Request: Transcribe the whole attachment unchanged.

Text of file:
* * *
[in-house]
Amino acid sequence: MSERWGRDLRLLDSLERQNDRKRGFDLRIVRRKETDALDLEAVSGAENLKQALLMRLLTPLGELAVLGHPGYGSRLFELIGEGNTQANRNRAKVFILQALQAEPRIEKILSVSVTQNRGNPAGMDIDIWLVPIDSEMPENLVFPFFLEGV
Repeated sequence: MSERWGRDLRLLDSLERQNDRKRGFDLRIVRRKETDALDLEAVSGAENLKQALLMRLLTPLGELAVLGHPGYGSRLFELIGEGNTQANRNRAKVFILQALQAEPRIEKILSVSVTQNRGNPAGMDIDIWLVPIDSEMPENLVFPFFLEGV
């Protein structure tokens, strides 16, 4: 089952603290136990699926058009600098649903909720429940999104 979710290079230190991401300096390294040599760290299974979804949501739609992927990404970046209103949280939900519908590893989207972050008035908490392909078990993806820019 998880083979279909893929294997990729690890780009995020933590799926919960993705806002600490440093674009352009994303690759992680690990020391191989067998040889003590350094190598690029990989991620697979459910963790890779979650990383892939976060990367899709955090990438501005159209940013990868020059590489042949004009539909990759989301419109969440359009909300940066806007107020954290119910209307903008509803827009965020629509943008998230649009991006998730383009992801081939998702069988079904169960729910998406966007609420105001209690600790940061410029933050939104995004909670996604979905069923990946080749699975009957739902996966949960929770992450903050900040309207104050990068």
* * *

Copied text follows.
[in-house]
Amino acid sequence: MSERWGRDLRLLDSLERQNDRKRGFDLRIVRRKETDALDLEAVSGAENLKQALLMRLLTPLGELAVLGHPGYGSRLFELIGEGNTQANRNRAKVFILQALQAEPRIEKILSVSVTQNRGNPAGMDIDIWLVPIDSEMPENLVFPFFLEGV
Repeated sequence: MSERWGRDLRLLDSLERQNDRKRGFDLRIVRRKETDALDLEAVSGAENLKQALLMRLLTPLGELAVLGHPGYGSRLFELIGEGNTQANRNRAKVFILQALQAEPRIEKILSVSVTQNRGNPAGMDIDIWLVPIDSEMPENLVFPFFLEGV
């Protein structure tokens, strides 16, 4: 089952603290136990699926058009600098649903909720429940999104 979710290079230190991401300096390294040599760290299974979804949501739609992927990404970046209103949280939900519908590893989207972050008035908490392909078990993806820019 998880083979279909893929294997990729690890780009995020933590799926919960993705806002600490440093674009352009994303690759992680690990020391191989067998040889003590350094190598690029990989991620697979459910963790890779979650990383892939976060990367899709955090990438501005159209940013990868020059590489042949004009539909990759989301419109969440359009909300940066806007107020954290119910209307903008509803827009965020629509943008998230649009991006998730383009992801081939998702069988079904169960729910998406966007609420105001209690600790940061410029933050939104995004909670996604979905069923990946080749699975009957739902996966949960929770992450903050900040309207104050990068």